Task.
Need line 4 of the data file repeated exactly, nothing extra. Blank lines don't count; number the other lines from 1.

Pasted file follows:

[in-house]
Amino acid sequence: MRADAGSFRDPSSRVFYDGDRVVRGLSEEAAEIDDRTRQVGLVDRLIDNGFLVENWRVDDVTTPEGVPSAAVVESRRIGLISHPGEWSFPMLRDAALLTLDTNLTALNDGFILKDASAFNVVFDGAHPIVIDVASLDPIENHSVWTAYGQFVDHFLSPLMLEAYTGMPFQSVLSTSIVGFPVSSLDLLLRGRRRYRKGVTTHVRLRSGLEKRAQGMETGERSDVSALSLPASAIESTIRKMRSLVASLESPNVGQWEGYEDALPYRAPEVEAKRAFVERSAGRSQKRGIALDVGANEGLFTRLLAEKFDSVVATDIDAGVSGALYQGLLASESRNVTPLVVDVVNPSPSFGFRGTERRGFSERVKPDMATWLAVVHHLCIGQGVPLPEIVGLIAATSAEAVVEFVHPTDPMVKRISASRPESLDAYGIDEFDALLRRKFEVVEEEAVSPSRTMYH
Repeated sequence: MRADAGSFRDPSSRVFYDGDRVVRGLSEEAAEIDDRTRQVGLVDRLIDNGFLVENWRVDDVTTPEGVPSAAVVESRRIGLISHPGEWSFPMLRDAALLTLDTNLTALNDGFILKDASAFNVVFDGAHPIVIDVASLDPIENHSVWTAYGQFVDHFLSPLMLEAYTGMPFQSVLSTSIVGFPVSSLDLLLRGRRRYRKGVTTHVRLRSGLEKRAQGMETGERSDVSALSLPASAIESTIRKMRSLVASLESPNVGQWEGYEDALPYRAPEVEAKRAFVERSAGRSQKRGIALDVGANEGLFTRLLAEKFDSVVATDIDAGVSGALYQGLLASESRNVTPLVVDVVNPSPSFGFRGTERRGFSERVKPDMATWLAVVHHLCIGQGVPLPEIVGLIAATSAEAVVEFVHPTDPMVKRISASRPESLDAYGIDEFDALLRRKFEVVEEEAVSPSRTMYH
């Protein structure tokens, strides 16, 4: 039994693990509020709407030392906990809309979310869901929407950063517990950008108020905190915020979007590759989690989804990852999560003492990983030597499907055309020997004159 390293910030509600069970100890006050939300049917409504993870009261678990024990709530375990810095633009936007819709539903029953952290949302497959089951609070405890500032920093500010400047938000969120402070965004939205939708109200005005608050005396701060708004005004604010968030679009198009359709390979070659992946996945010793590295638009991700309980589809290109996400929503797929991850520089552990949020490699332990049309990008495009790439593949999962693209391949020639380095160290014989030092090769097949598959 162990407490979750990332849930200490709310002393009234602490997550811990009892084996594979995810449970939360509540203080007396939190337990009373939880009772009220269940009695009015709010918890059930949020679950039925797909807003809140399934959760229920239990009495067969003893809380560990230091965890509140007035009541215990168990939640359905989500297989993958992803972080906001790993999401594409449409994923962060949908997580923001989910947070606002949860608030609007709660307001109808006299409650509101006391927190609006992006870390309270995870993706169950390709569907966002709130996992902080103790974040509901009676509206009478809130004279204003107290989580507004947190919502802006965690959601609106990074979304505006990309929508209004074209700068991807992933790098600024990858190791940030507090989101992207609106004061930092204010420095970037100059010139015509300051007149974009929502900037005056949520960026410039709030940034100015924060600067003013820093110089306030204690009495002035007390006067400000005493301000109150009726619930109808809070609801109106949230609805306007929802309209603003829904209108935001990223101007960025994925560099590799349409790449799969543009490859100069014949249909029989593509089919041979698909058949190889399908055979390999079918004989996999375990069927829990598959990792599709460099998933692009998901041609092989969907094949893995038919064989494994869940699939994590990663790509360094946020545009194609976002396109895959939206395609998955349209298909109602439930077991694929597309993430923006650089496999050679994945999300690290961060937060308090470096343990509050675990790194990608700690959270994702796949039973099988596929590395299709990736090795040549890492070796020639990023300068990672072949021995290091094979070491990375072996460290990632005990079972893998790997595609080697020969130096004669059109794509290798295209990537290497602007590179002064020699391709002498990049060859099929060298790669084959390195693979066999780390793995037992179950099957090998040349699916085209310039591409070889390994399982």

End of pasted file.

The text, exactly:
């Protein structure tokens, strides 16, 4: 039994693990509020709407030392906990809309979310869901929407950063517990950008108020905190915020979007590759989690989804990852999560003492990983030597499907055309020997004159 390293910030509600069970100890006050939300049917409504993870009261678990024990709530375990810095633009936007819709539903029953952290949302497959089951609070405890500032920093500010400047938000969120402070965004939205939708109200005005608050005396701060708004005004604010968030679009198009359709390979070659992946996945010793590295638009991700309980589809290109996400929503797929991850520089552990949020490699332990049309990008495009790439593949999962693209391949020639380095160290014989030092090769097949598959 162990407490979750990332849930200490709310002393009234602490997550811990009892084996594979995810449970939360509540203080007396939190337990009373939880009772009220269940009695009015709010918890059930949020679950039925797909807003809140399934959760229920239990009495067969003893809380560990230091965890509140007035009541215990168990939640359905989500297989993958992803972080906001790993999401594409449409994923962060949908997580923001989910947070606002949860608030609007709660307001109808006299409650509101006391927190609006992006870390309270995870993706169950390709569907966002709130996992902080103790974040509901009676509206009478809130004279204003107290989580507004947190919502802006965690959601609106990074979304505006990309929508209004074209700068991807992933790098600024990858190791940030507090989101992207609106004061930092204010420095970037100059010139015509300051007149974009929502900037005056949520960026410039709030940034100015924060600067003013820093110089306030204690009495002035007390006067400000005493301000109150009726619930109808809070609801109106949230609805306007929802309209603003829904209108935001990223101007960025994925560099590799349409790449799969543009490859100069014949249909029989593509089919041979698909058949190889399908055979390999079918004989996999375990069927829990598959990792599709460099998933692009998901041609092989969907094949893995038919064989494994869940699939994590990663790509360094946020545009194609976002396109895959939206395609998955349209298909109602439930077991694929597309993430923006650089496999050679994945999300690290961060937060308090470096343990509050675990790194990608700690959270994702796949039973099988596929590395299709990736090795040549890492070796020639990023300068990672072949021995290091094979070491990375072996460290990632005990079972893998790997595609080697020969130096004669059109794509290798295209990537290497602007590179002064020699391709002498990049060859099929060298790669084959390195693979066999780390793995037992179950099957090998040349699916085209310039591409070889390994399982």